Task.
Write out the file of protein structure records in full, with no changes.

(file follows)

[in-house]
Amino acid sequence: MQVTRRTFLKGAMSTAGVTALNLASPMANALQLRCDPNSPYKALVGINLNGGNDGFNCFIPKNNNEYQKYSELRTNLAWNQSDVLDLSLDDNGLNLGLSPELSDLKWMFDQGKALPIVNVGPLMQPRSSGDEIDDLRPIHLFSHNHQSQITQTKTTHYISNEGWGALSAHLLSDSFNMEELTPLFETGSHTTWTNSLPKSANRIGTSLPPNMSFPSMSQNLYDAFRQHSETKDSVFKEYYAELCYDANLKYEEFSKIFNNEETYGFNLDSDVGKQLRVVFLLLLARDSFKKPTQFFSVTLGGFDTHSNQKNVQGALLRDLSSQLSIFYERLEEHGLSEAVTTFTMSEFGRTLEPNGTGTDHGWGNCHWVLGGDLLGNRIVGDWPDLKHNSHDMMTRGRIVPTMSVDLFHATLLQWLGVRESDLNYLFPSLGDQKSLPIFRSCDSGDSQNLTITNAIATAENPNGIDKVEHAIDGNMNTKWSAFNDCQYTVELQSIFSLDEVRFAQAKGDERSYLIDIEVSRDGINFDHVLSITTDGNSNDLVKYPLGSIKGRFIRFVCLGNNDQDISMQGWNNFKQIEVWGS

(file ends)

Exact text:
[in-house]
Amino acid sequence: MQVTRRTFLKGAMSTAGVTALNLASPMANALQLRCDPNSPYKALVGINLNGGNDGFNCFIPKNNNEYQKYSELRTNLAWNQSDVLDLSLDDNGLNLGLSPELSDLKWMFDQGKALPIVNVGPLMQPRSSGDEIDDLRPIHLFSHNHQSQITQTKTTHYISNEGWGALSAHLLSDSFNMEELTPLFETGSHTTWTNSLPKSANRIGTSLPPNMSFPSMSQNLYDAFRQHSETKDSVFKEYYAELCYDANLKYEEFSKIFNNEETYGFNLDSDVGKQLRVVFLLLLARDSFKKPTQFFSVTLGGFDTHSNQKNVQGALLRDLSSQLSIFYERLEEHGLSEAVTTFTMSEFGRTLEPNGTGTDHGWGNCHWVLGGDLLGNRIVGDWPDLKHNSHDMMTRGRIVPTMSVDLFHATLLQWLGVRESDLNYLFPSLGDQKSLPIFRSCDSGDSQNLTITNAIATAENPNGIDKVEHAIDGNMNTKWSAFNDCQYTVELQSIFSLDEVRFAQAKGDERSYLIDIEVSRDGINFDHVLSITTDGNSNDLVKYPLGSIKGRFIRFVCLGNNDQDISMQGWNNFKQIEVWGS